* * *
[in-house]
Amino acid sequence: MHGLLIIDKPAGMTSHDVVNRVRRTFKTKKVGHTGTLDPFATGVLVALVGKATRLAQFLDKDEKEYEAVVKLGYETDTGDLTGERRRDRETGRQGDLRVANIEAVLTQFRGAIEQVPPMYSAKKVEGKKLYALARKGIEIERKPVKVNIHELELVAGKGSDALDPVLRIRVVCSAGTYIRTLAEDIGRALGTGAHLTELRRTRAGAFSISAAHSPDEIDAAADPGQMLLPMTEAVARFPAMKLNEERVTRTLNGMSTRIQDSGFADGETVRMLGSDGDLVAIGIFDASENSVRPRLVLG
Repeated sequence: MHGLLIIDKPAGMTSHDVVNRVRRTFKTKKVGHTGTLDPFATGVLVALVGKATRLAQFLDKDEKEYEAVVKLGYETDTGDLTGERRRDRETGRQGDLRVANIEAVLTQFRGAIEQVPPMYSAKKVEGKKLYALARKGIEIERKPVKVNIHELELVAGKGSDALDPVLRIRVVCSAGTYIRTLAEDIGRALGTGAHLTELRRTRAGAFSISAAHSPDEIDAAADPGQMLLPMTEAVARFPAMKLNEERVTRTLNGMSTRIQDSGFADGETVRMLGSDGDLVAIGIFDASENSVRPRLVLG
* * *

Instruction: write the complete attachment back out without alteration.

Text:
[in-house]
Amino acid sequence: MHGLLIIDKPAGMTSHDVVNRVRRTFKTKKVGHTGTLDPFATGVLVALVGKATRLAQFLDKDEKEYEAVVKLGYETDTGDLTGERRRDRETGRQGDLRVANIEAVLTQFRGAIEQVPPMYSAKKVEGKKLYALARKGIEIERKPVKVNIHELELVAGKGSDALDPVLRIRVVCSAGTYIRTLAEDIGRALGTGAHLTELRRTRAGAFSISAAHSPDEIDAAADPGQMLLPMTEAVARFPAMKLNEERVTRTLNGMSTRIQDSGFADGETVRMLGSDGDLVAIGIFDASENSVRPRLVLG
Repeated sequence: MHGLLIIDKPAGMTSHDVVNRVRRTFKTKKVGHTGTLDPFATGVLVALVGKATRLAQFLDKDEKEYEAVVKLGYETDTGDLTGERRRDRETGRQGDLRVANIEAVLTQFRGAIEQVPPMYSAKKVEGKKLYALARKGIEIERKPVKVNIHELELVAGKGSDALDPVLRIRVVCSAGTYIRTLAEDIGRALGTGAHLTELRRTRAGAFSISAAHSPDEIDAAADPGQMLLPMTEAVARFPAMKLNEERVTRTLNGMSTRIQDSGFADGETVRMLGSDGDLVAIGIFDASENSVRPRLVLG